If you’ve ever been involved with planning someone’s funeral, you might understand the difficulties with planning arrangements at the last moment. The words are more difficult to write for the eulogy or for the obituary, the flowers seem too obnoxious because too many were ordered, and the casket became far too expensive, because the family wanted the best.
But, what did the deceased want? If you don’t want to burden your family through these difficulties when you die, then you can pre-plan your funeral now as you determine your last wishes. You can put your preferences in writing and provide copies for family members, your attorney and to the funeral home. Don’t designate your preferences in your will, because that will may not be read until after the funeral. Also, don’t put the only copy of your preferences in a safety deposit box, as your family may need to make arrangements on a weekend or holiday, on days when that bank is closed. Also, upon death, these boxes are sealed and they are opened only to those whose name appears on the contract.
Other reasons to pre-plan (not necessarily prepay) your funeral include:
- To learn more about the funeral industry and to increase your knowledge about funeral planning terms and arrangements;
- To understand costs and implications of planning a funeral;
- To become aware of rules and laws regarding funerals and burials;
- To understand funeral and burial alternatives; and,
- To become a better consumer in planning a funeral
What do you want on your list of funeral arrangements? Perhaps the following list will help you get started, but your list can be as simple or as elaborate as you like. Additionally, these topics are ongoing, as life changes alter what you want. Marriage, other deaths, the addition of children or moves to other states or countries will modify your final wishes. But, when you spend time on these topics with loved ones, you may learn more about yourself and your loved ones – a wish that you can enjoy while you’re still alive.
- Burial Plans: A traditional funeral, including a casket and vault, costs about $6,000 to $8,000. These costs do not include ‘extras’ such as released balloons, doves, flowers and more. While your family may want some extras to commemorate you, you might decide to allow them to use those extras in a memorial service while you choose a less expensive burial plan. This topic will help you decide if you want to go the traditional route, or if you’d prefer an alternative burial, such as cremation.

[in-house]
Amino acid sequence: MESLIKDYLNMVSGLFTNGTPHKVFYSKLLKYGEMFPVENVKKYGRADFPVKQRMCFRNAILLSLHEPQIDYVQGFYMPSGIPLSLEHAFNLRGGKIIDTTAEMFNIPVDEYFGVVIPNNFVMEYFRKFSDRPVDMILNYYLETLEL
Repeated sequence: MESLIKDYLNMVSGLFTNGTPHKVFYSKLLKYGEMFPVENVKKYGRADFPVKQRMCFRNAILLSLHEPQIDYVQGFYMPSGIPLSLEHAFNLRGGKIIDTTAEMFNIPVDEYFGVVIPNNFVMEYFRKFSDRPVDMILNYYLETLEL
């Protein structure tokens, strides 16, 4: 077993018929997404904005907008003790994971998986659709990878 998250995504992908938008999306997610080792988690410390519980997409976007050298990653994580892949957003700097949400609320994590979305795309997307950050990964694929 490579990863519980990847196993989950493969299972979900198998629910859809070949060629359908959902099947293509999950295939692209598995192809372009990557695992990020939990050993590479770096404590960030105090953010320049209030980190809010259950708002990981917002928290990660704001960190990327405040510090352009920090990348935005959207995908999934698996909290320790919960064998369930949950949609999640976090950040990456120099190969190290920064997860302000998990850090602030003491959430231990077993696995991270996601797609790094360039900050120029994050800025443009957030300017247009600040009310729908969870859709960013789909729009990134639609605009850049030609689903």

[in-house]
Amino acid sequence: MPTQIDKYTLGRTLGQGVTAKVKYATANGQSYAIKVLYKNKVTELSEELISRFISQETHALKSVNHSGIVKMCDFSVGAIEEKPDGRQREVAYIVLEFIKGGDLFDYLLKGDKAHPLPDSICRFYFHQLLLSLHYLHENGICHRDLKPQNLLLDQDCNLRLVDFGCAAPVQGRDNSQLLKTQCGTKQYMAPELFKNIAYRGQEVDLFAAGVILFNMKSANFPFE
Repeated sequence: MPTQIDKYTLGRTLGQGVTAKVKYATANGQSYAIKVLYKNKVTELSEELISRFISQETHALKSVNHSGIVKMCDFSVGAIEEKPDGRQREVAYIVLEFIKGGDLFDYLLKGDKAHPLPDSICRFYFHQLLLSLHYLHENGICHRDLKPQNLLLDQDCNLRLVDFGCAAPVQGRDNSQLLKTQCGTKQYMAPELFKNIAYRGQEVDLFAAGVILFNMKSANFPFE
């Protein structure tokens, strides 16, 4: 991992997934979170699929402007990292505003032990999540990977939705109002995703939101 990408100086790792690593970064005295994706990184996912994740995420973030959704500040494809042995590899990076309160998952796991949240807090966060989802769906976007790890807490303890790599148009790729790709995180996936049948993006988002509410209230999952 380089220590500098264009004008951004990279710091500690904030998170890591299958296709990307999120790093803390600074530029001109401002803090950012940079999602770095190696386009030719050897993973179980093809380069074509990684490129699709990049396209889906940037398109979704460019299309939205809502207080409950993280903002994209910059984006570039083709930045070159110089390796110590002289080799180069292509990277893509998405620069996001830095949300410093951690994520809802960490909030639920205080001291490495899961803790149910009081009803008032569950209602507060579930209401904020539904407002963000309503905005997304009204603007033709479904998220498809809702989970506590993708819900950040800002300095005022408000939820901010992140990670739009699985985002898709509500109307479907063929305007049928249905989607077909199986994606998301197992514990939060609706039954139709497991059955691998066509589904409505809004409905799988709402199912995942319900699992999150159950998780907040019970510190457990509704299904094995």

- PrePayments: If you’ve decided upon your funeral option, do you want to prepay or do you want to use your insurance, bank account or trust account to pay upon your death? Keep in mind that through time, with prepayment, prices may go up and businesses may close or change ownership. Further, in some areas with increased competition, prices may go down over time. Finally, as you age, you may decide to change your funeral plans. Depending upon your arrangements, that prepayment option may not be transferable.
- Funeral Arrangements: While funeral arrangements can be made along with burial plans, often people decide to seperate the burial from the funeral by asking for alternatives. For a traditional funeral service, the body is present. A traditional funeral service usually includes visitation and funeral followed by burial or entombment; a funeral service with cremation following the service; or graveside services. A nontraditional service includes anything that deviates from the traditional service, and may include a nonreligious ceremony, a memorial service or another type of celebration. A memorial service usually indicates the body is not present. Memorial services are common for those who want to practice a full-body donation to science.